This article first appeared in the June 16 edition of the Coeur d’Alene Press and is reprinted with permission. Sholeh Patrick, J. D., is a multilingual columnist and language-lover who thinks she'll try Italian next. Contact her at Sholeh@cdapress.com.


Being Green is Easy When You Use the Library


By DAVID TOWNSEND

Since the 1960s the world’s awareness about environmental issues has expanded as we learn more about how the planet works and the impact our choices have on the Earth’s health.
But minimizing waste and recycling for the good of the community are old hat for libraries.
Our favorite institution isn’t always at the top of the public funding list so the managers and staff of libraries have always had to learn how to do more with less. Looking around my office I see several items used for youth programs that began life as cardboard from shipping materials and office paper waste. Each summer our youth supervisor puts out a call for paper towel and toilet paper tubes to use for craft projects.
Frugality is second nature to us. We don’t just pinch pennies at the library. We squeeze them until they cry.
But beyond that, the library model is based on reuse. When most people buy books – and we encourage you to do so – one, two, and maybe a few more people in your immediate family may read it, and perhaps pass it on to friend, but eventually it ends up on shelf or in a box somewhere.
A book at the library has a much more active life. Some may be read by hundreds of folks. We have a literary pool that people can just keep coming back to. It’s the same story with things like magazines and DVDs. Because people can share these items, the number of things that need to be produced from resources such as paper and plastic is reduced.
We even provide a place where people can donate the books and other items they are no longer using. Anything that can’t be added to the library collection is passed on to the Friends of the Library for the Second Story Books bookstore where they can be used to raise money for programs and other needs.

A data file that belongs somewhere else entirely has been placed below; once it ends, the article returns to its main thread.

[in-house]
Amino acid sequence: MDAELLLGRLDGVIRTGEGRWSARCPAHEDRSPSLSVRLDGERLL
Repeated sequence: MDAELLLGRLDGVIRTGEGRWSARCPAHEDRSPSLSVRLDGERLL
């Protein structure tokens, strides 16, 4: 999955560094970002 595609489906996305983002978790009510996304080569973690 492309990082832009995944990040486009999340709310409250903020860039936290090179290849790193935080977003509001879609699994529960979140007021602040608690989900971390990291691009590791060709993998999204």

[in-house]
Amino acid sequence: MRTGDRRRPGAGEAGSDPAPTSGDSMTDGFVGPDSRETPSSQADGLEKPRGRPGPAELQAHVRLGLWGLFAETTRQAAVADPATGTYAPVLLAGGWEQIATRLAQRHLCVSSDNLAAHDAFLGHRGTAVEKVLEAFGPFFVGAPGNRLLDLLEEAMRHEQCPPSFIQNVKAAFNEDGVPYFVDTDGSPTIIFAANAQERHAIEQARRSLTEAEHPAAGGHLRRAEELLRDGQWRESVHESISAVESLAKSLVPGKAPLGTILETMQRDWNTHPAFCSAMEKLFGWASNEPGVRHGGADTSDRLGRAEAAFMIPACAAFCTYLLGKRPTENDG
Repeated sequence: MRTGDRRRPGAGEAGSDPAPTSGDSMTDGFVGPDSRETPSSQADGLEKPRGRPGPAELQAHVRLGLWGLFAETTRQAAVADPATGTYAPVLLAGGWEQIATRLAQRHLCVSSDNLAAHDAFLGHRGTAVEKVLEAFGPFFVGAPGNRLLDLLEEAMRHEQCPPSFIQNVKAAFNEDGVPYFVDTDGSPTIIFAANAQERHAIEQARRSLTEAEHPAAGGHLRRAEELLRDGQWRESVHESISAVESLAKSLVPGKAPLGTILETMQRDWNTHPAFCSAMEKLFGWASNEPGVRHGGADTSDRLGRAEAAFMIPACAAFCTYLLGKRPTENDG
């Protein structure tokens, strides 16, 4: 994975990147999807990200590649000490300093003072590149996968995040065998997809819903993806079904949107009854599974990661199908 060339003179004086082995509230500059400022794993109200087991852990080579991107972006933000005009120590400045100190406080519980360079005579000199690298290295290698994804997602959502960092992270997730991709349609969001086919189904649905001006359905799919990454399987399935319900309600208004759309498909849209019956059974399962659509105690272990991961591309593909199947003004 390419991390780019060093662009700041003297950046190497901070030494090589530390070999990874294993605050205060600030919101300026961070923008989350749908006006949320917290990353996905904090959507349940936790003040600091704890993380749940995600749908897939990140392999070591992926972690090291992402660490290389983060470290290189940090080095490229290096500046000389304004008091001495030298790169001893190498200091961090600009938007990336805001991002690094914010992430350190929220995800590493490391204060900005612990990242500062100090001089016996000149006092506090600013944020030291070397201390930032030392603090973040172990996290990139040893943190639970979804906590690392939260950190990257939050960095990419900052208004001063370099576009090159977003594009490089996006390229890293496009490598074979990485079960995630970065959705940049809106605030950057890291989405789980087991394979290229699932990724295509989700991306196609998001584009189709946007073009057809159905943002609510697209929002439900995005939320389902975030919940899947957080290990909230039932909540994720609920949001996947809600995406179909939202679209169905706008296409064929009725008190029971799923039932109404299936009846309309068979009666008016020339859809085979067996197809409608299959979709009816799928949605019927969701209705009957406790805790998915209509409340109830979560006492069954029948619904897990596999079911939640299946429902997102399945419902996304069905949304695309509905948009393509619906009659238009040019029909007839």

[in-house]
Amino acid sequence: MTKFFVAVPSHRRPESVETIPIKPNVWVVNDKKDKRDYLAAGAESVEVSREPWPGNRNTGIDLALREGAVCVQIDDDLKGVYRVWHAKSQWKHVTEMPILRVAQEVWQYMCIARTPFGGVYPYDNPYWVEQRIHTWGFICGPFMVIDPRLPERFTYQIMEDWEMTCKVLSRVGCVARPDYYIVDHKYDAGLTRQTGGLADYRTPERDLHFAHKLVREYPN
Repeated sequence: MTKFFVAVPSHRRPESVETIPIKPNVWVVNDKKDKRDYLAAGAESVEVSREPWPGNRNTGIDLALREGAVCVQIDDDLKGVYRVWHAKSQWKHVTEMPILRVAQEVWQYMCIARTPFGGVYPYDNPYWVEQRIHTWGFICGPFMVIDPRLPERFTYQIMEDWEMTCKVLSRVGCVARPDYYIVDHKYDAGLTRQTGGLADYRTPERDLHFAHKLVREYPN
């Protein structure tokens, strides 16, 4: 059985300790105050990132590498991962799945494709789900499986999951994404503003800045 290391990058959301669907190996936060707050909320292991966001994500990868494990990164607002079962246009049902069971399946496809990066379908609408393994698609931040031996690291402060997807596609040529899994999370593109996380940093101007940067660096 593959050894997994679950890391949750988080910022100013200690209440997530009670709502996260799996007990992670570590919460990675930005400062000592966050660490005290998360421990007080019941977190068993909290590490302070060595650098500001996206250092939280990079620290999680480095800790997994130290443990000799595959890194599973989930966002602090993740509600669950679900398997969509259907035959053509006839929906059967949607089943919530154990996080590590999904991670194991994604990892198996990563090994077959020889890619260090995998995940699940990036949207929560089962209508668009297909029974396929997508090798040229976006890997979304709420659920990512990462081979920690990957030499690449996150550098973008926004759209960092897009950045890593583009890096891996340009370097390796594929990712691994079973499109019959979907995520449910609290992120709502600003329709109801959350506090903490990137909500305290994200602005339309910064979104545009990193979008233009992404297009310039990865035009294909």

Even our discarded books rarely go directly to the landfill. Through the Friends we feed donations to charitable second-hand stores where they are given one more opportunity for a useful life.
Increasingly we also are expanding our collection of books that are produced and shared without using hardly any resources at all. As e-readers and other tablets are becoming more popular we see a growing demand for e-books and e-audiobooks available through the OverDrive system. Not to mention you can also stream and download Freegal music selections without ever touching a CD.
As much as we like you to visit our nice facility we understand it isn’t always convenient to come in to do business with us. That’s why our website has been designed to provide services to you from your home computer, tablet, or smart phone.
Go to cdalibrary.org and you can manage your library card account, search our catalog along with 26 other libraries, place holds, arrange for books to be delivered to the library closest to you, and check out the aforementioned e-books and music.
And let’s talk online resources. You can learn a language, research a vacation, study for your GED or professional license, read an automotive manual, use up-to-date reference materials, learn about literature and history, find illustrated stories for children, and tap into your family history – all while sitting in your bathrobe and slippers in your own home. No need to turn the ignition on your car. And all those resources are available to you at any time of the day or night.
Finally, modern libraries help you to reduce your environmental footprint by encouraging the use of e-mails – no paper, no envelopes, no stamps, no fuel used to run messages back and forth. We also do a lot of business over the phone.
Libraries are, in short, environmental superstars.
We come by it naturally.

Operation Paperback Delivers Books to Armed Forces



Cheryl Christiansen is the chief cataloging technician here at the library and one of the people who plays a key part in getting the books to our patrons in a timely manner – cataloging new books and other items and overseeing the process that takes these items from the mailroom to the library shelves. She is very good at her job.
Cheryl Christiansen

Over the past few years she has been involved in getting books to another group of readers – some as far away as Kandahar Airfield in Afghanistan.
Cheryl has been active in Operation Paperback --  www.operationpaperback.org -- a non-profit organization incorporated in the State of Pennsylvania, whose volunteers nationwide collect gently used books and send them to American troops overseas, as well as veterans and military families here at home. Since 1999, they have shipped more than 1.9 million books to locations around the globe.
The Coeur d’Alene Public Library – like many libraries – receives nearly daily donations of used books, some in like-new condition. Some can be added to the library’s collection, and others are passed along to the Friends of the Library to be resold at Second Story Books, the shop in the library lobby. But Cheryl has put some of these books aside and when she has filled a box she has shipped it off to benefit the men and women serving in the armed forces around the world.